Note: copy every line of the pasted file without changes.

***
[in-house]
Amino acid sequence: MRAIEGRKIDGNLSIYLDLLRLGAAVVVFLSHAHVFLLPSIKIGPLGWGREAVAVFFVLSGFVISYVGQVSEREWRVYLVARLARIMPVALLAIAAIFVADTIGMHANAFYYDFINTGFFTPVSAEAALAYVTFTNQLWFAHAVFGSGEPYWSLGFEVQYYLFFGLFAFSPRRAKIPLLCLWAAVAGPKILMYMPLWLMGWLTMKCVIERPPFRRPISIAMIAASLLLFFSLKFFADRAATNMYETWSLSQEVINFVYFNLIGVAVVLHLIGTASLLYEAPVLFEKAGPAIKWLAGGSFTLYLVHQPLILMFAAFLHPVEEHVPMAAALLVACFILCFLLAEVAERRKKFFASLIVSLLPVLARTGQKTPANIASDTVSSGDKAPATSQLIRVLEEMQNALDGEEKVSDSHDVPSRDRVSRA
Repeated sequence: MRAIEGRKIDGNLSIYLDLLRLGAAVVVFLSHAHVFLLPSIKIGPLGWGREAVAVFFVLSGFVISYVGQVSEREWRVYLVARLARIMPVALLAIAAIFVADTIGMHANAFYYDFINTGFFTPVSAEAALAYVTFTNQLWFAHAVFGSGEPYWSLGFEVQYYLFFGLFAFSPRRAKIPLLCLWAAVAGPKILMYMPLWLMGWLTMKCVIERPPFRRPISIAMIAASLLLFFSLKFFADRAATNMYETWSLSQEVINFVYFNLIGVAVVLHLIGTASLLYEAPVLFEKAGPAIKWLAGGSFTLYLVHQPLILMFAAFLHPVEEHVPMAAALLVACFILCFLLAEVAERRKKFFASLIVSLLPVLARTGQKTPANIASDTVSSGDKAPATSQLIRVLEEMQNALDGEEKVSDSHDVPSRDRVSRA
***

[in-house]
Amino acid sequence: MRAIEGRKIDGNLSIYLDLLRLGAAVVVFLSHAHVFLLPSIKIGPLGWGREAVAVFFVLSGFVISYVGQVSEREWRVYLVARLARIMPVALLAIAAIFVADTIGMHANAFYYDFINTGFFTPVSAEAALAYVTFTNQLWFAHAVFGSGEPYWSLGFEVQYYLFFGLFAFSPRRAKIPLLCLWAAVAGPKILMYMPLWLMGWLTMKCVIERPPFRRPISIAMIAASLLLFFSLKFFADRAATNMYETWSLSQEVINFVYFNLIGVAVVLHLIGTASLLYEAPVLFEKAGPAIKWLAGGSFTLYLVHQPLILMFAAFLHPVEEHVPMAAALLVACFILCFLLAEVAERRKKFFASLIVSLLPVLARTGQKTPANIASDTVSSGDKAPATSQLIRVLEEMQNALDGEEKVSDSHDVPSRDRVSRA
Repeated sequence: MRAIEGRKIDGNLSIYLDLLRLGAAVVVFLSHAHVFLLPSIKIGPLGWGREAVAVFFVLSGFVISYVGQVSEREWRVYLVARLARIMPVALLAIAAIFVADTIGMHANAFYYDFINTGFFTPVSAEAALAYVTFTNQLWFAHAVFGSGEPYWSLGFEVQYYLFFGLFAFSPRRAKIPLLCLWAAVAGPKILMYMPLWLMGWLTMKCVIERPPFRRPISIAMIAASLLLFFSLKFFADRAATNMYETWSLSQEVINFVYFNLIGVAVVLHLIGTASLLYEAPVLFEKAGPAIKWLAGGSFTLYLVHQPLILMFAAFLHPVEEHVPMAAALLVACFILCFLLAEVAERRKKFFASLIVSLLPVLARTGQKTPANIASDTVSSGDKAPATSQLIRVLEEMQNALDGEEKVSDSHDVPSRDRVSRA